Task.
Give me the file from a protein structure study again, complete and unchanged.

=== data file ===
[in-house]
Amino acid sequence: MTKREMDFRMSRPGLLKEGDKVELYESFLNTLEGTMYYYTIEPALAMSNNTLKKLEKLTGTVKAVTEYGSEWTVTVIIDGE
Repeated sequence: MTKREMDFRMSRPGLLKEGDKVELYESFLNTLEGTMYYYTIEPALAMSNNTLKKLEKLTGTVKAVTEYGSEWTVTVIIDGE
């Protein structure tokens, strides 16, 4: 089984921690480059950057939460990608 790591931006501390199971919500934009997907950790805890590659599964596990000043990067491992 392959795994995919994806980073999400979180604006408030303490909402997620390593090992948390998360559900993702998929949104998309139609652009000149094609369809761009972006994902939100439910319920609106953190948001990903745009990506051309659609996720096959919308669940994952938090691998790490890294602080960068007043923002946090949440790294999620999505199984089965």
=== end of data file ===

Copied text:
[in-house]
Amino acid sequence: MTKREMDFRMSRPGLLKEGDKVELYESFLNTLEGTMYYYTIEPALAMSNNTLKKLEKLTGTVKAVTEYGSEWTVTVIIDGE
Repeated sequence: MTKREMDFRMSRPGLLKEGDKVELYESFLNTLEGTMYYYTIEPALAMSNNTLKKLEKLTGTVKAVTEYGSEWTVTVIIDGE
């Protein structure tokens, strides 16, 4: 089984921690480059950057939460990608 790591931006501390199971919500934009997907950790805890590659599964596990000043990067491992 392959795994995919994806980073999400979180604006408030303490909402997620390593090992948390998360559900993702998929949104998309139609652009000149094609369809761009972006994902939100439910319920609106953190948001990903745009990506051309659609996720096959919308669940994952938090691998790490890294602080960068007043923002946090949440790294999620999505199984089965």